Smart Consumer Engagement By Aclara
The tangible benefits that come to utilities and consumers from an investment in advanced metering infrastructure (AMI) extend beyond automated meter reading. Consumer-engagement programs benefit customers directly by offering timely access to information about usage and cost, thus eliminating the surprises that cause so many high-bill complaints. Consumers with access to usage data take control of their bills, using current information to identify water waste and leaks before they become expensive and time-consuming problems. Learn more.
By Kevin Westerling
Each year, the American Water Works Association (AWWA) surveys water professionals to identify the industry’s biggest challenges and concerns, while also providing key data to help support the development of solutions. In looking at the executive summary of this year’s State of the Water Industry report, I noticed some very familiar themes, but I was also struck by a few surprises.
A municipal drinking water distribution system, also known as a water supply system, is used to provide fresh drinking water to residential and commercial customers and facilities around the world. A distribution system for drinking water typically begins with: a) intake of raw surface water from a reservoir or lake, or b) groundwater intake from wells transferred to a water treatment plant.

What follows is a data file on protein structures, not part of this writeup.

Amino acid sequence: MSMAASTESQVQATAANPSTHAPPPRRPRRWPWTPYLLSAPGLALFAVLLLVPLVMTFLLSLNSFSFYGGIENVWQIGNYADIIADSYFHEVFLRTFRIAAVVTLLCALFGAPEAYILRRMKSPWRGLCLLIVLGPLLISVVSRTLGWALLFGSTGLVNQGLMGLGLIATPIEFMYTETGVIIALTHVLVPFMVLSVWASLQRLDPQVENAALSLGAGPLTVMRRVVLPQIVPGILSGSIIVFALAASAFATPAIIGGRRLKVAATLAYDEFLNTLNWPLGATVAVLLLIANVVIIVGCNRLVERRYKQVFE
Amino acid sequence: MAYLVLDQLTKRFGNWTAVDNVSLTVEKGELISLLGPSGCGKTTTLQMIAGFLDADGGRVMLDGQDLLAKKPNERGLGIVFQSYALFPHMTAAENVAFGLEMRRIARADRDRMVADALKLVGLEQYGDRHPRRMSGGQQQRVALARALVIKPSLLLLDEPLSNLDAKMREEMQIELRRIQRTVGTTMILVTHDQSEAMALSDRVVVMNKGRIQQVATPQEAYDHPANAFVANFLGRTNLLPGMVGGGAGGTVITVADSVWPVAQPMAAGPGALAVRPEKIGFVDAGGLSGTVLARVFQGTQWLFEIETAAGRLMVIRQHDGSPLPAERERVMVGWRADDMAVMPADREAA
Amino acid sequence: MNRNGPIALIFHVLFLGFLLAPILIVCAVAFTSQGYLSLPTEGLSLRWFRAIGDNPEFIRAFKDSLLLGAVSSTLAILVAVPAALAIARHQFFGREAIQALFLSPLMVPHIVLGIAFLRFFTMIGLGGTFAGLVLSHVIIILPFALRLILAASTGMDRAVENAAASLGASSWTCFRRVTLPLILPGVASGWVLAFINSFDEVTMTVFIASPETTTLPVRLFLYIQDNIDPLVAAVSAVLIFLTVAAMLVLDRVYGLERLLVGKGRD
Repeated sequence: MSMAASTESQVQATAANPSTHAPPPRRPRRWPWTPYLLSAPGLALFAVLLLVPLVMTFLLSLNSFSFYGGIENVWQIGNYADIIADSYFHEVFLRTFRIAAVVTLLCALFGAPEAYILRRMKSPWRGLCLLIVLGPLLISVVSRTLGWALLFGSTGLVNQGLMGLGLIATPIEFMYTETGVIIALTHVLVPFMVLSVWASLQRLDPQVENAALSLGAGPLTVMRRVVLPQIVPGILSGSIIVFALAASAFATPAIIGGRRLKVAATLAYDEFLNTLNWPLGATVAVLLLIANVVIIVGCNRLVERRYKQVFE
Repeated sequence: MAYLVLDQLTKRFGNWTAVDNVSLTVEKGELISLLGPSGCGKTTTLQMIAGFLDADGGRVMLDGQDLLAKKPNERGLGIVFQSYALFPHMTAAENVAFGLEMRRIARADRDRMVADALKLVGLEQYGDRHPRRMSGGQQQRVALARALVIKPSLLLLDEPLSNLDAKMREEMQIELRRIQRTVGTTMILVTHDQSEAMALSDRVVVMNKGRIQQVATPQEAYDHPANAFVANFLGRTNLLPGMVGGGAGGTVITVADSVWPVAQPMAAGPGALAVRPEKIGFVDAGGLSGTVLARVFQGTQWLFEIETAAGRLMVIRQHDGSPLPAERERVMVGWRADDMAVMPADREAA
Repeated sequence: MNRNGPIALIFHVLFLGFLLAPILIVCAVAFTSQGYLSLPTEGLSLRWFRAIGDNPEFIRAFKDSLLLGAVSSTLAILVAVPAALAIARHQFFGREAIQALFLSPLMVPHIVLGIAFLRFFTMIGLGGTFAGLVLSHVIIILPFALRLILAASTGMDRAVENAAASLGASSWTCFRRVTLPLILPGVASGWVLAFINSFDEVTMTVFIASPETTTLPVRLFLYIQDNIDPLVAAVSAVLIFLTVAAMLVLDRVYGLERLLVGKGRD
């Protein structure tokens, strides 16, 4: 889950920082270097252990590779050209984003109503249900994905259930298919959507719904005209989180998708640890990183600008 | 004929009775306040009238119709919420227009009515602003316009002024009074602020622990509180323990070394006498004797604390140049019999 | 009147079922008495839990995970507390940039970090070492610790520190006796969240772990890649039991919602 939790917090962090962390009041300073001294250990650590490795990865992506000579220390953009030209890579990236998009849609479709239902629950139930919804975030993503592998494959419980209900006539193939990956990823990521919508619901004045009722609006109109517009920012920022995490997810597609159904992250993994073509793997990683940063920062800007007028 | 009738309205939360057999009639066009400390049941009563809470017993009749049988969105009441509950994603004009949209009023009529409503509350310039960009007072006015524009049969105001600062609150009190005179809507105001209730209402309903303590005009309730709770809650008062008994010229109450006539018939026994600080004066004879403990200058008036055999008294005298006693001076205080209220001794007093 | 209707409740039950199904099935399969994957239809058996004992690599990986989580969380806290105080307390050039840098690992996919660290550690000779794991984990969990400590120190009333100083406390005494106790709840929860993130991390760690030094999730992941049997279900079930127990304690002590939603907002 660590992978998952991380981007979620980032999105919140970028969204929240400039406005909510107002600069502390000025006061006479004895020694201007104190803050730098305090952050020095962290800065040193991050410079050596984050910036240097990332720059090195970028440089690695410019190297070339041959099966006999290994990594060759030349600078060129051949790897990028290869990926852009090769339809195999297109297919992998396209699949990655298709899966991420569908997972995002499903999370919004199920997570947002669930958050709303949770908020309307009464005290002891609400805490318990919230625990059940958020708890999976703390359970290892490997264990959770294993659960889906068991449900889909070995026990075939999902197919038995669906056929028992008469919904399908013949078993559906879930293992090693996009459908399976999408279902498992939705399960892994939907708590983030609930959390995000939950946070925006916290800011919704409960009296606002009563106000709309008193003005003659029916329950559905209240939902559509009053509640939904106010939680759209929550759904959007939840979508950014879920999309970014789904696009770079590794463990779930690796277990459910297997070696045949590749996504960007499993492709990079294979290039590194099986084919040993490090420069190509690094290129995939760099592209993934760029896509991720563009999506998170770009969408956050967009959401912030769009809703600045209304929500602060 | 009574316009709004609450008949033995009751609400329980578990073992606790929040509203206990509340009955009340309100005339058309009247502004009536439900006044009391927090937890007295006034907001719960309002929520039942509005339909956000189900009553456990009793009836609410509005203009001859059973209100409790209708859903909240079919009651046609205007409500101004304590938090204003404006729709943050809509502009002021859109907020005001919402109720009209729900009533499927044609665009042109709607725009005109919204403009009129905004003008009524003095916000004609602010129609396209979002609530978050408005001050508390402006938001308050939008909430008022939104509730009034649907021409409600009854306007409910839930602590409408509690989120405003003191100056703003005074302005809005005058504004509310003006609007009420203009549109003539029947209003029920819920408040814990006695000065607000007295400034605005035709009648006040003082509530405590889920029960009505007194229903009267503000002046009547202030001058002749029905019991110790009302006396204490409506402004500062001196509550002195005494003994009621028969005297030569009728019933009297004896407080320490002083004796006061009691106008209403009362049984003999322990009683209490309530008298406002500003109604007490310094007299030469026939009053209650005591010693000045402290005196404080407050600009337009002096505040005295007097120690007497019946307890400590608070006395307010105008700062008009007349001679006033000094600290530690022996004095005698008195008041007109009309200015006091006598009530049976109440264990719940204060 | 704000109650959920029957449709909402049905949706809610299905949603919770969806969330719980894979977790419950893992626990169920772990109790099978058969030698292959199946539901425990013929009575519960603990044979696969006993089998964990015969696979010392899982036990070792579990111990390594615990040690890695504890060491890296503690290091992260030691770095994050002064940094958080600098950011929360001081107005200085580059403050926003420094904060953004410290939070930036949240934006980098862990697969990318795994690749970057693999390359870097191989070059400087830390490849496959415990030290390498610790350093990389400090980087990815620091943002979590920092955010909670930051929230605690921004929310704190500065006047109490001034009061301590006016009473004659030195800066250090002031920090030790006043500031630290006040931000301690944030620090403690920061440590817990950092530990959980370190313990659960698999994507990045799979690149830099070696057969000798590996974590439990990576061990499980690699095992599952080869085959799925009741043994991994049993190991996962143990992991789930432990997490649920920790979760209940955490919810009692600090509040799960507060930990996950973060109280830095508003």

The Dallas County Water and Sewer Authority (DCWSA) in Selma, AL, recently found itself in a tough spot: under the scrutiny of the Alabama Department of Environmental Management (ADEM). The wastewater treatment system needed better means for control. Ammonia, TSS, cBOD, and TKN readings were out of compliance.
RO membranes coupled with EDI/CDI technology are rapidly gaining acceptance in the production of high-purity water. Coupling the two technologies offers many advantages to the conventional RO, mixed-bed system design.